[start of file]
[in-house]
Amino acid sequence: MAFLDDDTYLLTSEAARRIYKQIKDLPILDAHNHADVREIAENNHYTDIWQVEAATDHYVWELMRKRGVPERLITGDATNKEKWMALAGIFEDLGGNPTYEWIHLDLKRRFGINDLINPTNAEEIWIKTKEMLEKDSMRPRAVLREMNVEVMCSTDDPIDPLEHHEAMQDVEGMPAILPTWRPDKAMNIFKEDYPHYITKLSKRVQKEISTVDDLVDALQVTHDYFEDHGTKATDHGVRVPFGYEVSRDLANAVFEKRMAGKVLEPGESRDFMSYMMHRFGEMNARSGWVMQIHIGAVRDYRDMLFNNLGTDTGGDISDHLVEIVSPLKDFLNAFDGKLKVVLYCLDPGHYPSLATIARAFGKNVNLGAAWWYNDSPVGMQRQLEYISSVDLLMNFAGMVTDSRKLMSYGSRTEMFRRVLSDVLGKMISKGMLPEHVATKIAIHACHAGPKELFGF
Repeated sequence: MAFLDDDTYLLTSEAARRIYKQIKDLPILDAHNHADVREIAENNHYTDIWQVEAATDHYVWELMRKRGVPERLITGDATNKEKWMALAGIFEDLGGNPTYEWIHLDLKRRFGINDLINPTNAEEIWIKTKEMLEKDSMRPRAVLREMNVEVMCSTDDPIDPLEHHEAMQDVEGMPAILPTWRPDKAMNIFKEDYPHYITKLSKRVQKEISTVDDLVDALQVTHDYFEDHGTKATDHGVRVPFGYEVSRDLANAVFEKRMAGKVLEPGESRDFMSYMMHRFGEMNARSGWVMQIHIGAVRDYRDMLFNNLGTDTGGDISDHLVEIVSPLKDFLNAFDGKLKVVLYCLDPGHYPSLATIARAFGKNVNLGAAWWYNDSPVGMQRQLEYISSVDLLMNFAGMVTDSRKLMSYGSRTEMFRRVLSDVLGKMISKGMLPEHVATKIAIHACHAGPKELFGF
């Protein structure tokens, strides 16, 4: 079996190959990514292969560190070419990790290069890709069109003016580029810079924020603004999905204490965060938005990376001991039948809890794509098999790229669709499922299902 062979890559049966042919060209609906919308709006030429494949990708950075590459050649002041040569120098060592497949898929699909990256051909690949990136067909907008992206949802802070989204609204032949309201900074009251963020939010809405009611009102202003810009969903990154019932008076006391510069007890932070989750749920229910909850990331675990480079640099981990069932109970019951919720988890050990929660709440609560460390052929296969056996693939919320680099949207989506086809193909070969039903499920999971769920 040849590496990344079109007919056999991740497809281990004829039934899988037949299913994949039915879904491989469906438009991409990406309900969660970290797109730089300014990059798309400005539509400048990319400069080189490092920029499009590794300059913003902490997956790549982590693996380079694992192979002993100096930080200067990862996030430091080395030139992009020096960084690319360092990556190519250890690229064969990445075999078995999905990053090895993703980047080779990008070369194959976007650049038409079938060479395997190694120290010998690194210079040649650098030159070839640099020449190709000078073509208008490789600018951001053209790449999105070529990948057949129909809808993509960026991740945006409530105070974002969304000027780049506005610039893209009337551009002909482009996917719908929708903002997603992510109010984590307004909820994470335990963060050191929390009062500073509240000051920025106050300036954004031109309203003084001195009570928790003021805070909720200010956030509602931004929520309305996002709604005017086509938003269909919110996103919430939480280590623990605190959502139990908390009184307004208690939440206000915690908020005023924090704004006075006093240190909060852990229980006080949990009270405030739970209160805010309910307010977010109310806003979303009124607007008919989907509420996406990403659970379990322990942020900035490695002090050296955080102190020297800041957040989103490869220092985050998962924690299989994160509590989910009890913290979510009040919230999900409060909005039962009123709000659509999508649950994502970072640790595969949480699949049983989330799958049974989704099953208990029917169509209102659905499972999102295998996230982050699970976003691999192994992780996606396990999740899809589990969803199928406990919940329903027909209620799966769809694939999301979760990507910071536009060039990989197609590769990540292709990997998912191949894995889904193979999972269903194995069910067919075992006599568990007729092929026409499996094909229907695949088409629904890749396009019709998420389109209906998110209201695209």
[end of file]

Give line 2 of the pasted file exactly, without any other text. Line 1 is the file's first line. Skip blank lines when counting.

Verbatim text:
Amino acid sequence: MAFLDDDTYLLTSEAARRIYKQIKDLPILDAHNHADVREIAENNHYTDIWQVEAATDHYVWELMRKRGVPERLITGDATNKEKWMALAGIFEDLGGNPTYEWIHLDLKRRFGINDLINPTNAEEIWIKTKEMLEKDSMRPRAVLREMNVEVMCSTDDPIDPLEHHEAMQDVEGMPAILPTWRPDKAMNIFKEDYPHYITKLSKRVQKEISTVDDLVDALQVTHDYFEDHGTKATDHGVRVPFGYEVSRDLANAVFEKRMAGKVLEPGESRDFMSYMMHRFGEMNARSGWVMQIHIGAVRDYRDMLFNNLGTDTGGDISDHLVEIVSPLKDFLNAFDGKLKVVLYCLDPGHYPSLATIARAFGKNVNLGAAWWYNDSPVGMQRQLEYISSVDLLMNFAGMVTDSRKLMSYGSRTEMFRRVLSDVLGKMISKGMLPEHVATKIAIHACHAGPKELFGF